95-Year-Old 7-Eleven Worker Has Happily Been Paid in Coffee Instead of Money for 30 Years
It's safe to say Orin Gilbert Jr. is a big fan of the coffee from the famous convenience store
Orin Gilbert Jr. may be 7-Eleven’s biggest fan.
For 30 years, the 95-year-old from Fishersville, Virginia, has been waking up at the break of dawn to help out at his local 7-Eleven. Gilbert keeps track of coffee levels, fixes items on the shelves, and brings a smile to customers — all free of charge.
The only thing he asks for is free bananas and coffee.
“They got behind a couple times, so I said, ‘Well, I’ll start doing it,’ ” Gilbert explained to Staunton News Leader‘s Laura Peters. “I just helped out where I could.”
Inside the convenience store, Gilbert is simply known as “Mr. G.” When he’s not keeping items nice and organized on the shelves, Gilbert typically keeps an eye on the coffee and assembles pizza boxes. All the while, he’ll enjoy sips from his cup of free coffee.
Gilbert is so prolific in his dedication to the store that he comes in six days a week, according to the Staunton News Leader, and only misses Sundays because he goes to church.
“It’s just seeing the people and talking to them,” he told the outlet. “I know a lot about them and what’s going on in their families.”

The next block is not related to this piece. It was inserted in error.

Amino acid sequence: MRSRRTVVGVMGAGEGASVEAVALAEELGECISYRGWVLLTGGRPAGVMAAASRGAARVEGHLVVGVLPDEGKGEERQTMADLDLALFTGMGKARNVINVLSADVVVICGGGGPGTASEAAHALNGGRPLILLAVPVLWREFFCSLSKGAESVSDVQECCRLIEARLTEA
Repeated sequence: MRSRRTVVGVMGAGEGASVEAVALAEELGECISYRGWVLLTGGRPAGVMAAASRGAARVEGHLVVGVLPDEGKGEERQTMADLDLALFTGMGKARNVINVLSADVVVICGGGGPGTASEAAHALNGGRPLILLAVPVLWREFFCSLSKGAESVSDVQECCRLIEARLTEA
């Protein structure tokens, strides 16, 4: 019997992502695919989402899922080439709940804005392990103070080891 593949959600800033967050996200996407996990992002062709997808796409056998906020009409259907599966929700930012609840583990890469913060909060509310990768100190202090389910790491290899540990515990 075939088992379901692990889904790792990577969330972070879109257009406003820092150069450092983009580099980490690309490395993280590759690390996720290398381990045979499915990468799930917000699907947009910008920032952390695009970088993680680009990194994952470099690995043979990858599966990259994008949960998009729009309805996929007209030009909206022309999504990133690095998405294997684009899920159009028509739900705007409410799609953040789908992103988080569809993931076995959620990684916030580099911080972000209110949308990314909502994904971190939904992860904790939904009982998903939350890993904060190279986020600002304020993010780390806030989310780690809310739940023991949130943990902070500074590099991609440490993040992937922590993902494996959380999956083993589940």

“You learn a lot about people who come in here, like what their kids have accomplished,” he added.
Interacting with his community is what truly brings joy to Gilbert’s heart, especially after the death of his wife a few years ago.
RELATED VIDEO: Grieving Grandfather Handed a Toddler $20 in Target for the Most Heartbreaking Reason
“He’s just one of the family,” store owner Tim Swortzel told the Staunton News Leader. “He’s just a unique, interesting person.”
“I love this guy,” added customer Rick Sizemore. “He is what we all hope to become. He’s a well-respected community leader.”
Gilbert, who used to work for the U.S. Postal Service, told the newspaper he is looking forward to becoming a centenarian in a little over four years.
According to Harvard Medical School, working past the age of retirement has shown to be linked with better health and longevity.
A 2016 study cited by the university showed that, when compared to people who retired, those who worked past the age of 65 were about three times more likely to be in good health.
They were also found to be about half as likely to develop serious health problems, such as cancer, heart disease, and had a reduced risk of dementia.